So although my sympathies still lie with the Republican Party and  my own brand of conservative libertarianism, I'm well aware that God's economic system in the millennium will be neither strictly socialist/welfare statist nor laissez-faire capitalist.  (For example, debts will be cancelled every seven years, the land redistributed every fifty, and a third-tithe system will exist, for example, even though each family will have its own separate plot of land instead of collective farms).  I merely see that on this side of the millennium it seems to be better to give everyone freedom, even if people will abuse it, since other bad things happen when it is denied.   The case of Prohibition is my guiding lodestar in this regard, since although it roughly halved American consumption of alcohol and cirrhosis of the liver by 1933, it produced so much organized crime, street violence, and governmental corruption, it wasn't worth it.  There is no utopia here, only trade-offs between two "bad" outcomes (i.e, choosing between the lesser of two evils), so policy makers might as well as manage our collective evil human natures the best they can be on a stop-gap basis.  And if we were going to start imposing Christian laws on society, how well do you think a strict enforcement of the Fourth Commandment, a Friday to Saturday sunset Sabbath, would go over with 99% of the American population?  If nobody could get that done before Jesus' return, it seems rather futile deal with imposing the lesser laws of the Old Testament.  (How well would executing gays or (merely) all adulterers go over today, for example?  How much blood would there be in the streets?)  So I admit I may be inconsistent in my human politics (i.e., making a distinction between what can be imposed on this side of the millennium and afterwards), but at least I see how soon they aren't going  matter, thanks be to the power of God! 

This picture was taken of me in 2009.

 


 For those who want more details than I'm supplied above, in 1991 I wrote a general intellectual autobiography for one class at Michigan State University, which is attached below:

Intellectual Autobiography 1991.pdf

 I wish to announce my engagement to Yndira Judith Alvarado Velazco, of Chorrillos (a suburb of Lima), Peru.  Yndirita happily accepted my marriage proposal on Friday, October 9, 2009 on the beach at Huanchaco (near Trujillo), Peru, during my church's annual convention, the Feast of Tabernacles.  God be willing, we plan to marry next year, perhaps during the Feast of Tabernacles.  Most likely she would move to the USA, and live in Redford (near Detroit), Michigan.   Here are some photos I took of her while I was in Peru.  The first photo below I took shortly after we got engaged:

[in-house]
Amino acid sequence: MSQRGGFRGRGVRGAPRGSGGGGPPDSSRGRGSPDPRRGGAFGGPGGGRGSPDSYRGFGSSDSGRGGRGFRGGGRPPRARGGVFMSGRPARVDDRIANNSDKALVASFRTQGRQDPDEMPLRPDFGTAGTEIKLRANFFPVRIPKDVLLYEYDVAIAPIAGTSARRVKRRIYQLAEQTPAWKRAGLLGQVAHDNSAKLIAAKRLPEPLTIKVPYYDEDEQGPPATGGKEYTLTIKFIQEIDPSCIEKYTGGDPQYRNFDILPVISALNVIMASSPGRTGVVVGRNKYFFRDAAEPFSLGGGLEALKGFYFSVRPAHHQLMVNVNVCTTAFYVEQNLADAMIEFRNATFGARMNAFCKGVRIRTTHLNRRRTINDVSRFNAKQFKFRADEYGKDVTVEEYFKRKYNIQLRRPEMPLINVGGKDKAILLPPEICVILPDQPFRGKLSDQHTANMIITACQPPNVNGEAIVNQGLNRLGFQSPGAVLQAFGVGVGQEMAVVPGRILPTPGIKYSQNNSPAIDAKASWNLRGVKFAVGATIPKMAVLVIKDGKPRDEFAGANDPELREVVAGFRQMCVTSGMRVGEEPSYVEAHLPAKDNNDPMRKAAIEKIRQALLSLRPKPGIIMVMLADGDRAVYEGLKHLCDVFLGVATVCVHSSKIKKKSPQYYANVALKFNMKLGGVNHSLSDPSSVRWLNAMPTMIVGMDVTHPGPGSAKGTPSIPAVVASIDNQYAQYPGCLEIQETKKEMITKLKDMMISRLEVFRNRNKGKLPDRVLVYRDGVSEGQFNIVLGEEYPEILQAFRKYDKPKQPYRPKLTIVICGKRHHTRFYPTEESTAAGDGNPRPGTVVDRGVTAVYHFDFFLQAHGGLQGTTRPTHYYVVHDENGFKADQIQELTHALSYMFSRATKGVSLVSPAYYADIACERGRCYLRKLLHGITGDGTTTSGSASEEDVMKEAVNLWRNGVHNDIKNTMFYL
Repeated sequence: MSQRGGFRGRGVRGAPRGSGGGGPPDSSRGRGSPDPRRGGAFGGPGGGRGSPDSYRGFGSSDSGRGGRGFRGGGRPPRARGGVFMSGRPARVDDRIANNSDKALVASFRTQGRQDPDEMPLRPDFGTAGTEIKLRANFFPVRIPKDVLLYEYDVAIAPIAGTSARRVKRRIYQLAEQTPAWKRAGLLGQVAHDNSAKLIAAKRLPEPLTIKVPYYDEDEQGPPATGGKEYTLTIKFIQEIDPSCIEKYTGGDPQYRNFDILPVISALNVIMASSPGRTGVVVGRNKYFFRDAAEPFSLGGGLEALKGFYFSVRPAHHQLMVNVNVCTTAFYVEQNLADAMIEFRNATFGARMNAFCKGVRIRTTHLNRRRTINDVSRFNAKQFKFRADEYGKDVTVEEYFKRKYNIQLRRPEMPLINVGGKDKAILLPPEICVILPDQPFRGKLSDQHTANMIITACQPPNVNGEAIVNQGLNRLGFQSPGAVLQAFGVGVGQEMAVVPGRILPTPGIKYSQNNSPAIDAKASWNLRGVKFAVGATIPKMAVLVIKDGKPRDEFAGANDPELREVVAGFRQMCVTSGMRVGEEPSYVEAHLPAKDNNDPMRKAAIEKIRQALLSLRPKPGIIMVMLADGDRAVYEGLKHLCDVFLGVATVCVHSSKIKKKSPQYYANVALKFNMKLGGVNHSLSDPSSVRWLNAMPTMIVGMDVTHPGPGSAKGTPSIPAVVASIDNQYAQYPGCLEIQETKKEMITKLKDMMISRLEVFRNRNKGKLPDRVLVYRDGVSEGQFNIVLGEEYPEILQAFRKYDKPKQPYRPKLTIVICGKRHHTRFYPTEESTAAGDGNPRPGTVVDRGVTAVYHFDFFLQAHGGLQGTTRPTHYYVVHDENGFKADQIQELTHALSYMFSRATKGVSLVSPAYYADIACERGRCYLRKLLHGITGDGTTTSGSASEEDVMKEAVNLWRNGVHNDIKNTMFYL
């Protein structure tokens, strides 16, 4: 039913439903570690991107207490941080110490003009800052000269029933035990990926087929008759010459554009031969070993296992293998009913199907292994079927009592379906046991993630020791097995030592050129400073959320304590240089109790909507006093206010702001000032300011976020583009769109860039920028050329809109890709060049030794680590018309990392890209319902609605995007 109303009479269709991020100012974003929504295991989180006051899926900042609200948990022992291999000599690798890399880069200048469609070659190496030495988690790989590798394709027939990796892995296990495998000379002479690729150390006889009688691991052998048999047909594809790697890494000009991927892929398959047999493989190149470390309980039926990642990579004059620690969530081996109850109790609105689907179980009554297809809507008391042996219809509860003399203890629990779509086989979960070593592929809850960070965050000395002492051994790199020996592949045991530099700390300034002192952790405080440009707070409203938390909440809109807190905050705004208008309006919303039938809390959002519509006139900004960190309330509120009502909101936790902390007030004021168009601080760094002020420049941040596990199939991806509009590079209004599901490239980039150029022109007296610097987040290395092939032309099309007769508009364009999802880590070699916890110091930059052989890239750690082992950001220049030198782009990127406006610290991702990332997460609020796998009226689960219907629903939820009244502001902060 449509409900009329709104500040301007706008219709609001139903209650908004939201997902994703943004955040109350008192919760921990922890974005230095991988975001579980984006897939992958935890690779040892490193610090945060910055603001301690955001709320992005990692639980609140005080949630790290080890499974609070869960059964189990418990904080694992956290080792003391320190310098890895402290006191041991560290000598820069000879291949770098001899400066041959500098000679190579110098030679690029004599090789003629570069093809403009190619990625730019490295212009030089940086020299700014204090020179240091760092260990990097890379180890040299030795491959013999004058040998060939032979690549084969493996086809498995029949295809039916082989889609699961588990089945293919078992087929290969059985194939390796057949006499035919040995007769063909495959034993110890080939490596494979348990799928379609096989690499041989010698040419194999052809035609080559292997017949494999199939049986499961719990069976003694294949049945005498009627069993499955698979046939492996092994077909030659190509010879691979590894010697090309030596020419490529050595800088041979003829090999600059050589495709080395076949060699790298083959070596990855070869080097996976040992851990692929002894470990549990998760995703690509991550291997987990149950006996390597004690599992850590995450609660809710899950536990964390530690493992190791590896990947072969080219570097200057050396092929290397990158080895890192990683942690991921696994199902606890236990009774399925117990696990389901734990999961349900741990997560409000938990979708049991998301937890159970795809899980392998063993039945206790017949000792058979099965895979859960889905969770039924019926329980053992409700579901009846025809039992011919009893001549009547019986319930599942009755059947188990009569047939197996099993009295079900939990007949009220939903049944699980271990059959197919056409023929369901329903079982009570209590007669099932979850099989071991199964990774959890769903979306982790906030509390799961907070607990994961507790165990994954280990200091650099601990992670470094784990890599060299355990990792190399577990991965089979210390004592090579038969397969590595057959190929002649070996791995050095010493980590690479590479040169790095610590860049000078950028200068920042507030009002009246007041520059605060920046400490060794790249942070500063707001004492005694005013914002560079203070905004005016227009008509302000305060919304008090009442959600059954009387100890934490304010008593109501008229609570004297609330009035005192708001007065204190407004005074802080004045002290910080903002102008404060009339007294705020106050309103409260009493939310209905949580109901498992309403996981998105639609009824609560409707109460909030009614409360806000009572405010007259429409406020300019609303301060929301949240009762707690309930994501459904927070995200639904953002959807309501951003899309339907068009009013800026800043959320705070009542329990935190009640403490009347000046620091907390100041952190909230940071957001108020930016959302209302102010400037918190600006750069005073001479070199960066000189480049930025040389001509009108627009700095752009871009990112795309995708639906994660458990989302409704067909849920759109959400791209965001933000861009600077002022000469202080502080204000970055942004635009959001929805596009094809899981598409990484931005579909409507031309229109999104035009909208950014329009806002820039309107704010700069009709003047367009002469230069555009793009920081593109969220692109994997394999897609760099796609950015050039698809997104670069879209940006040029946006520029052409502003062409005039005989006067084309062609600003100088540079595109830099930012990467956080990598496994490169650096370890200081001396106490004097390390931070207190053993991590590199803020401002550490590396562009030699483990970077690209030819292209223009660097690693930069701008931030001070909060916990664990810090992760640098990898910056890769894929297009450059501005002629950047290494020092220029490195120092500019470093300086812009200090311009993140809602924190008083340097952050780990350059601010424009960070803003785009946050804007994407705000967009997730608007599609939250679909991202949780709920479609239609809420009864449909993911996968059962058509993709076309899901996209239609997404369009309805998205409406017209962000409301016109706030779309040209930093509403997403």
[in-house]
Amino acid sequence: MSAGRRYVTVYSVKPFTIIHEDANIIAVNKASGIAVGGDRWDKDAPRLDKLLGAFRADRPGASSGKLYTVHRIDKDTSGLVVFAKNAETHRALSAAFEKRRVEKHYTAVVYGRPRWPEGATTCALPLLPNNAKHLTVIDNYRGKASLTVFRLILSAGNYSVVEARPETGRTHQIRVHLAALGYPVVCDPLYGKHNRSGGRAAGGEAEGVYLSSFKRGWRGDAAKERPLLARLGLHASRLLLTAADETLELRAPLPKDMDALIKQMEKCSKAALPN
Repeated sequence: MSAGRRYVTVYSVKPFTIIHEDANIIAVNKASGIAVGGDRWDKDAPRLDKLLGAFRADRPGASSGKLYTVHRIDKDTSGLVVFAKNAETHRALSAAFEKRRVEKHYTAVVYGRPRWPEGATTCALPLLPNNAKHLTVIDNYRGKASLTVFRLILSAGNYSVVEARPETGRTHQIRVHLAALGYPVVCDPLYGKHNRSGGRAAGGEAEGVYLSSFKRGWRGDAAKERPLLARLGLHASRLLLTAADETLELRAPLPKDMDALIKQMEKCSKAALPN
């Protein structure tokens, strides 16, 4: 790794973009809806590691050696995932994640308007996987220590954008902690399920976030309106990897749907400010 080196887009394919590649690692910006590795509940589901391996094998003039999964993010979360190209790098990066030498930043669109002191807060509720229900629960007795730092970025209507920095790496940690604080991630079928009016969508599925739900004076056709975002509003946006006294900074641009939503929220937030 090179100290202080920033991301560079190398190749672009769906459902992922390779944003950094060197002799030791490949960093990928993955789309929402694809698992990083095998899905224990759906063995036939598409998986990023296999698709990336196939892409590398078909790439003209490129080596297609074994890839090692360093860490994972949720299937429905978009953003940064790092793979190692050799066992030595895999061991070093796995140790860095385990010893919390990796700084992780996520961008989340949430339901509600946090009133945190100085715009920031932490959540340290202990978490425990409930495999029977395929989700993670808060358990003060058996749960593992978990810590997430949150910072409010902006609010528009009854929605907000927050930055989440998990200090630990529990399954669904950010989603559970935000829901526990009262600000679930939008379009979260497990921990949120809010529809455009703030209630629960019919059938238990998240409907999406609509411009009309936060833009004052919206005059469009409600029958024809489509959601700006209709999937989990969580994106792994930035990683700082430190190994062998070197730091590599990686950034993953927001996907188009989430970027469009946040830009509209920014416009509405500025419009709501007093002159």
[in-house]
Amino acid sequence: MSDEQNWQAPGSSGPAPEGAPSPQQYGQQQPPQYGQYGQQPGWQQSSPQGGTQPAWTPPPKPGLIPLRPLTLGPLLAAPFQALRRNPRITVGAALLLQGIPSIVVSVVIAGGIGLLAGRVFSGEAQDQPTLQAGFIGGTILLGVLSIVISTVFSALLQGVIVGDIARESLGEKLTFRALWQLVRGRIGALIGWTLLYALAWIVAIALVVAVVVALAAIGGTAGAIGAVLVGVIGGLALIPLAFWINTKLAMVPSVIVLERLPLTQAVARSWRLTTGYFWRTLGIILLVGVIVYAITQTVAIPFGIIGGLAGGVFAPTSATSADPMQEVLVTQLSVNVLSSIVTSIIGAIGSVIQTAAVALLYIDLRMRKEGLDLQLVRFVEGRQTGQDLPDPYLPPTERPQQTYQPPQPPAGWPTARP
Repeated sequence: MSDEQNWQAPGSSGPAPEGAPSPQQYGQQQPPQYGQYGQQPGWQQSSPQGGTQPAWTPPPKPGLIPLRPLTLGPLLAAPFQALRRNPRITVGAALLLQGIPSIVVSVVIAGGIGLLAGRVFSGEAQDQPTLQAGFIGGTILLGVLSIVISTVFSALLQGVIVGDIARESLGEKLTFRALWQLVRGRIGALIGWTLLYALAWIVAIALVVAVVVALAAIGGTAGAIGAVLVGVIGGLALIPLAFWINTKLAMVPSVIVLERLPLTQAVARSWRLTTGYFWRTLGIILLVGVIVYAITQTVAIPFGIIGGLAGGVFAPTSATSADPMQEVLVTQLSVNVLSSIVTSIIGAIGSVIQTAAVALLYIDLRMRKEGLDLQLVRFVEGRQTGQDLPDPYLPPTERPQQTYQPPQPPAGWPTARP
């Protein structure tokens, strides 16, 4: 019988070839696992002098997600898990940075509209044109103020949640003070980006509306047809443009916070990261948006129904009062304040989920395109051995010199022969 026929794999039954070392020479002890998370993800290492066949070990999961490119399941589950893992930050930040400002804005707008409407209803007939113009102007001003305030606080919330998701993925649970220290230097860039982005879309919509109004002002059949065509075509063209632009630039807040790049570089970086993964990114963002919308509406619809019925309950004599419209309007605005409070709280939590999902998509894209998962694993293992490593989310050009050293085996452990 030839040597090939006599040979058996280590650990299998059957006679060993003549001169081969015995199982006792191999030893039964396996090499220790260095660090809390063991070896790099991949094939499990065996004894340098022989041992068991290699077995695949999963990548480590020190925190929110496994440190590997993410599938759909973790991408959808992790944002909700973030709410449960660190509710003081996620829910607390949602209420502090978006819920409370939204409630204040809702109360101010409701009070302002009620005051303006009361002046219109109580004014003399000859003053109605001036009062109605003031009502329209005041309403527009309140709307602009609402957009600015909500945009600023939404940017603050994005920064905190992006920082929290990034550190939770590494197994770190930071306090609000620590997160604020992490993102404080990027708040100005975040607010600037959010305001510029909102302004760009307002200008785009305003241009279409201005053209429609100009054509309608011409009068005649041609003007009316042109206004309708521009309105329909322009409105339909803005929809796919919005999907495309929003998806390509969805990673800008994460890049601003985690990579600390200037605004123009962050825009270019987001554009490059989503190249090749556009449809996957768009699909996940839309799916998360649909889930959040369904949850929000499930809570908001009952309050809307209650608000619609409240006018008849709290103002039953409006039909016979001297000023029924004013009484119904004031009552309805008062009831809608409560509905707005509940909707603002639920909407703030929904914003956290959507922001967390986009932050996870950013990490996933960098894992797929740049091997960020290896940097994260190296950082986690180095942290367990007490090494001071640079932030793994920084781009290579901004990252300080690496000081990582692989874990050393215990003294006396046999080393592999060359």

Yndira here is wearing the ring I gave her when I proposed to her on the beach in Huanchaco, Peru.

 

This photo was taken at Machu Picchu, the famous archeological site in Peru.

 

This photo was taken near Machu Picchu, on the mountain that forms the back drop in the photo taken above.  The mountain scenery there is truly splendid, spectacular, and magnificent.

 

This picture was taken close to where I proposed to Yndira, on the beach in Huanchaco, Peru.

 

Here we are together at Machu Pichu, which is roughly a 3 hour train ride away from Cuzco, Peru.  (Typically, you'll need to take at least one taxi ride and a bus ride also in order to get there).

 

 

Yndira and I got married in Lima, Peru, on Sunday, May 30, 2010, in a religious onlyl ceremony.  We then got married again, in a combined religious and legal ceremony, in Flint, Michigan, on Sunday, June 13, 2010.

 

 

 

 TO THE LOVING MEMORY OF SHEBA, MY PET CAT.  (Born, perhaps 2004; Died, Sunday, December 10, 2006):  

 

 

SHE WAS SUDDENLY KILLED AS A RESULT OF A FREAK ACCIDENT DURING WHICH ONE OF HER REAR PAWS GOT CAUGHT IN AN OFFICE CHAIR BETWEEN THE BACK AND ARMREST.  THE CHAIR THAT KILLED HER LOOKS REMARKABLY IN HER PICTURE ABOVE, BUT HAS ROUGHLY SIX INCH HIGH, 3/4 INCH WIDE SLOTS BETWEEN THE CHAIR'S BACK AND THE ARM RESTS.  SHE PANICKED, BROKE A LEG, AND SUFFERED FROM SHOCK AND INTERNAL INJURIES THAT CAUSED HER DEATH AT THE VET'S.  SHE WASN'T PUT TO SLEEP, BUT SIMPLY DIED ON HER OWN.  SHE WAS AN AFFECTIONATE CAT, AND WAS WILLING TO SIT IN MY LAP AND PURR, AND LAY IN BED ON ME, AND PURR AS WELL.  ADMITTEDLY, SHE LIKED TO STAGE "FOOT ATTACKS," EVEN "LEG ATTACKS" ON HER (OFTEN BARE FOOT) MASTER.  SHE ALSO LIKED TO SCRATCH UP FURNITURE WITH HER (LONG) CLAWS, WHICH SCRATCHING POSTS, STICKY TAPE, AND THE "DON'T SCATCH" SPRAY LARGELY ELIMINATED.  SHE ESPECIALLY LIKED CHASING AFTER ROLLED AND THROWN BALLS, BUT WAS NORMALLY, BUT NOT ALWAYS, SOMEWHAT BORED BY RIBBONS ON WANDS AND A LASER POINTER I HAD.  SHE WAS A "BOSS CAT," AS SHOWN BY HER ABILITY TO DOMINATE MY MOTHER'S GERMAN SPITZ DOG (WEIGHS ABOUT 14 LBS., IS LIKE A POMERANIAN BUT SOMEWHAT BIGGER) DURING THE NEARLY THREE WEEKS SHE STAYED WITH HER IN JACKSON.  LINKS TO A LENGTHY EMAILED LETTER (SLIGHTLY EDITED)  DESCRIBING HER SAD DEMISE IS FOUND BELOW.

Sheba's Death    letter 1206.rtf

Sheba's Death    letter 1206.wpd

SHE WILL BE MISSED!

 

Since Sheba's death, I got two new cats (November 2007):  Maggie, a calico/Maine Coon mix, and Gracie, who seems to be mostly Angoran.

They sometimes have their little "fights," but they also get along with each other normally.

 Alas!  Poor Maggie had to be given away (October 2010) because Yndira was somewhat allergic to her!